If someone asked me what I worried about (and I’m wondering now why no-one ever does), the list would be long. Bad things happening to people I love. Never ever EVER finding another job. Associated poverty and hunger and homelessness. Dry skin. Birds flying into my house and pecking out my eyes. Never ever EVER finding another cute pair of jeans to fit. Stuff like that. I worry about all of these things and more, but I also know that if any of them happened, even the eye pecking, I would somehow deal and survive.
But if someone asked me what I was afraid of, the list would be short. One word in fact: earthquakes! This may or may not be ironic, since I live in Los Angeles, which sits on top of many fault lines and is often referred to as “earthquake country.” And after several happy years of “earthquake drought” we seem to be in a current pattern of, well, would you call it “earthquake flood.” No, that seems a little dramatic even for me. We just seem to be having an unusually high volume of perceptible earthquakes, and it is freaking me out.
I was nine years old when the 6.6 Sylmar earthquake hit, and remember feeling completely terrified. Our house didn’t sustain any structural damage, but it did shatter and destroy my large collection of hand blown glass animals. Remember those, you used to be able to buy them at amusement parks? Maybe you still can. I don’t think I had really known about earthquakes prior to that, but now I had a fear with a name.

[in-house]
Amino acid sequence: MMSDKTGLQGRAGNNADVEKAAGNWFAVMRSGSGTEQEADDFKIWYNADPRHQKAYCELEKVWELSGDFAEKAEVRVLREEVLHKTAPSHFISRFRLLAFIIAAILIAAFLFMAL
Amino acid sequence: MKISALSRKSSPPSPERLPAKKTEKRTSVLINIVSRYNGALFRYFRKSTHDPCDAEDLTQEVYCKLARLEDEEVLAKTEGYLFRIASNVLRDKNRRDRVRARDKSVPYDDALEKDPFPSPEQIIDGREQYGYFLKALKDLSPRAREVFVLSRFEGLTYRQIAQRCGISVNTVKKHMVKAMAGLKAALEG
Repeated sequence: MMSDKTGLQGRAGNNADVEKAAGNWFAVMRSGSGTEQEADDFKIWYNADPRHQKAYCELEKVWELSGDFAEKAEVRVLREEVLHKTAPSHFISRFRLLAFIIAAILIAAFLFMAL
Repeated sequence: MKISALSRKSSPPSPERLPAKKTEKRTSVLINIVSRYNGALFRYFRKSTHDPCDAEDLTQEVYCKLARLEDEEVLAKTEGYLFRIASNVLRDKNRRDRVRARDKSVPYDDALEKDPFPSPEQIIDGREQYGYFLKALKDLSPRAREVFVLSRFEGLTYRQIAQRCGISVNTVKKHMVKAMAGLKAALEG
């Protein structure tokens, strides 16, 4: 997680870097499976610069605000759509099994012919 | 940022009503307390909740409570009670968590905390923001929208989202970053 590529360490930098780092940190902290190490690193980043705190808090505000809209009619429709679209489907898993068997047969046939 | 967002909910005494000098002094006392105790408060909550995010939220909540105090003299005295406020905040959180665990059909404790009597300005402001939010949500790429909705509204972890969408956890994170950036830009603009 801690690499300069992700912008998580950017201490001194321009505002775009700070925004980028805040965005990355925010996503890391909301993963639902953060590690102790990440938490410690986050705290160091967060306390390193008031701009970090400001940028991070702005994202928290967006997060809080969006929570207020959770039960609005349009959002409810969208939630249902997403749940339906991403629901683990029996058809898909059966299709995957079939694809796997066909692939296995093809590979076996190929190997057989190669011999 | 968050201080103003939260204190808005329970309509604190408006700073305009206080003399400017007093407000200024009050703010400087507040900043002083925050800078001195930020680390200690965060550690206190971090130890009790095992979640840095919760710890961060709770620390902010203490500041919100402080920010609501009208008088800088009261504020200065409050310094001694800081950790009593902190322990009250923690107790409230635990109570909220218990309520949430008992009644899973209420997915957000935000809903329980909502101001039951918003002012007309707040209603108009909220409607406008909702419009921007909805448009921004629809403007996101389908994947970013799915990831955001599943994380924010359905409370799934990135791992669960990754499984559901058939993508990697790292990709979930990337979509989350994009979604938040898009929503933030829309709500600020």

Flash forward to 1994, the Northridge quake. I lived alone, in the Valley, near the epicenter, in a little brick guest house. I remember, still, the feeling of being woken by the 6.7 temblor, grabbing my dog and running outside. There was a little courtyard outside that I shared with my neighbors. I remember huddling there with my Yahtzee in my arms, so scared. There was considerable damage to my house, and no power for days. I lived with friends, too scared to go home, for several nights, as aftershocks continued to roll. I wasn’t alone in my terror; I remember driving by parks filled with sleeping people, all of whom were too frightened to go back inside.
It took a long time, years, before I could sleep in the dark after that. To this day, when the power goes out, I am scared, with flashbacks to that time. I don’t know why earthquakes frighten me so much, but I would guess it has something to do with the complete lack of control they instill in me. Like many people, with each earthquake, I wait to see if this is going to be the next “Big One.” In my rational mind I know it’s unlikely I will be killed from an earthquake, although that would have a certain irony to it. And if I were to be killed, well, I would be dead and there wouldn’t be anything to worry about at that point, right?
But I can’t help it; it takes a while after each quake for the rational thinking to kick in. Last night we had a 5.1 around 9:00. My house was far from the epicenter, where there was some moderate damage, but I certainly felt it, and of course, was scared to bits for the next few hours, even taking Daisy Petals to bed with me, to protect me, serve as an early warning system, and to act as my bad dream catcher. She did her job and I was able to sleep without any earthquake nightmares.
Will there be another significant earthquake in my lifetime? Almost certainly. Will I survive it? Most likely. Will this stop me from being afraid? I’m going to say probably not, but I’m working on it. In the meantime, do my loved ones know to call me and check after each quake, knowing how I feel? Most definitely! And so, as long as nothing bad happens to any one of them, will I be okay? Yes, I will, thanks for asking!